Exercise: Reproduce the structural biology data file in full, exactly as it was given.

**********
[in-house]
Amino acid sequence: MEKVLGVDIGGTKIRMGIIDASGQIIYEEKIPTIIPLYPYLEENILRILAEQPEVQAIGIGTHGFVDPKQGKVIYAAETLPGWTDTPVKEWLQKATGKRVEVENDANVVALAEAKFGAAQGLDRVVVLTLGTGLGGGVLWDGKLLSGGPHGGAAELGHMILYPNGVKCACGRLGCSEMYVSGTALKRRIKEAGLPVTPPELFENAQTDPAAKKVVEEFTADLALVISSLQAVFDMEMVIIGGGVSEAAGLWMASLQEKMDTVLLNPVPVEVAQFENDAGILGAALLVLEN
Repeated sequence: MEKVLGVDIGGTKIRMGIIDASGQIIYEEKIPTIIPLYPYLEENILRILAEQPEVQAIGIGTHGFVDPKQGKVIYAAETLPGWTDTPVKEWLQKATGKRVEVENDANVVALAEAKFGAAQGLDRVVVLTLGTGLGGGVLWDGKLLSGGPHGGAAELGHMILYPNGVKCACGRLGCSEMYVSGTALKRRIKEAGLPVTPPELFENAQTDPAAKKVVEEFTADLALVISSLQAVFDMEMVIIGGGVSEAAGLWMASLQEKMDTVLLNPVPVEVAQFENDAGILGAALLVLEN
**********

[in-house]
Amino acid sequence: MEKVLGVDIGGTKIRMGIIDASGQIIYEEKIPTIIPLYPYLEENILRILAEQPEVQAIGIGTHGFVDPKQGKVIYAAETLPGWTDTPVKEWLQKATGKRVEVENDANVVALAEAKFGAAQGLDRVVVLTLGTGLGGGVLWDGKLLSGGPHGGAAELGHMILYPNGVKCACGRLGCSEMYVSGTALKRRIKEAGLPVTPPELFENAQTDPAAKKVVEEFTADLALVISSLQAVFDMEMVIIGGGVSEAAGLWMASLQEKMDTVLLNPVPVEVAQFENDAGILGAALLVLEN
Repeated sequence: MEKVLGVDIGGTKIRMGIIDASGQIIYEEKIPTIIPLYPYLEENILRILAEQPEVQAIGIGTHGFVDPKQGKVIYAAETLPGWTDTPVKEWLQKATGKRVEVENDANVVALAEAKFGAAQGLDRVVVLTLGTGLGGGVLWDGKLLSGGPHGGAAELGHMILYPNGVKCACGRLGCSEMYVSGTALKRRIKEAGLPVTPPELFENAQTDPAAKKVVEEFTADLALVISSLQAVFDMEMVIIGGGVSEAAGLWMASLQEKMDTVLLNPVPVEVAQFENDAGILGAALLVLEN